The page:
Cook’s Note: Our Bavarian Seasoning lends itself perfectly to any European classic stew that is simmered for hours. Similarly, you can substitute our Mediterranean Lamb Seasoning which is equally wonderful on chicken (grilled or stewed). These handcrafted blends are combined with garlic, bay leaves, and Kosher flake salt.
Ladled onto plates, or large shallow bowls, Chasity serves this with warm crusty bread, torn in chunks from a large round loaf. She is a marvelous cook with great instincts, and she enjoys preparing dinners even after full days managing the Spice House. In honoring her Italian heritage, this Hunter’s Stew exemplifies the best of regional Italian cooking: an uncomplicated combination of simple, quality ingredients prepared for the pleasure of all.
Vegetarian Chili with Sweet Potato and Quinoa (surprisingly good)
This hearty chili has plenty of protein and essential fiber, vitamins and minerals while being flavorful and satisfying. It’s a great vegetarian, gluten-free and vegan option, yet I’ve never heard anyone complain about it being meatless. To the contrary, it consistently wins rave reviews.
I must admit that when my sister sent this recipe, I was skeptical. I’ve been making my own crowd-pleasing chili recipes for years yet, despite liking the separate ingredients, the title gave me pause. She insisted it was a surprising ‘must-try’. Since I had friends coming to visit that I knew this would appeal to, I decided to take my sister’s advice. This is truly a new favorite.
Cook’s note: If you’re open to something non-traditional, give this a try. Cubed sweet potato, quinoa and dark beans are a very satisfying combination and a chili that you can kick-up the heat or just enjoy its rich yet mild flavor. The freshly ground cumin used here is a ‘revelation’ and consistently a showstopper when sampled in our stores. Our selection of ground chili blends (choose Mild, Medium or Hot) make this dish very customizable. Our ground Chipotle or Smoked Hot Spanish Paprika will add a dash of smoky heat. Smoked Sweet Spanish Paprika is a perfect choice for a touch of smoke flavor without the heat.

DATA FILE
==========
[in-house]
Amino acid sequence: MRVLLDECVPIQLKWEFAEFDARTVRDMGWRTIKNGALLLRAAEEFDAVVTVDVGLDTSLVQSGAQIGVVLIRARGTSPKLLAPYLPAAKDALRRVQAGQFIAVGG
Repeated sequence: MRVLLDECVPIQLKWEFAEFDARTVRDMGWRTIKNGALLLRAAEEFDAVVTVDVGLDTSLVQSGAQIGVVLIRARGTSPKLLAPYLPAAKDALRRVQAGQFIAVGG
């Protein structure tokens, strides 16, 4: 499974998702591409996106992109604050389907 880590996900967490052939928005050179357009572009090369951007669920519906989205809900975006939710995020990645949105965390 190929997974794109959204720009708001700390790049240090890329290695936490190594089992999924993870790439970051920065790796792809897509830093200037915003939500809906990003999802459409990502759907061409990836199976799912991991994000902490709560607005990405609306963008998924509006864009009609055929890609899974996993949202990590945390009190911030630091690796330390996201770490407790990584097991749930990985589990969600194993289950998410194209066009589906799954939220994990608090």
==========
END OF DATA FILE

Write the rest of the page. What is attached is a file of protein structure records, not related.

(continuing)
Easy to prepare, it’s always nice to have new recipes that come together easily. This chili offers warmth and also pretty color on a grey day. Its deep red base with complementary sweet potato and optional avocado and cilantro garnish are as pleasing to the palate as the eye. And, this family-friendly meal is ready in under an hour. It’s easy to prepare and get on the table and has an extra advantage—only one pot to clean! Leftovers hold up extremely well too.
Incidentally, this phenomenon (requires only one pot and tastes great the next day) is the same for all three of these hearty fall recipes. Write me at firstname.lastname@example.org with your comments or questions.
Mari Anixter is Corporate Sales Director for the Spice House. She loves interacting with customers about favorite spices and how to use them. You can find her mostly in Evanston enjoying customer service and introducing our corporate gifts program—whether for the holidays or other events throughout the year.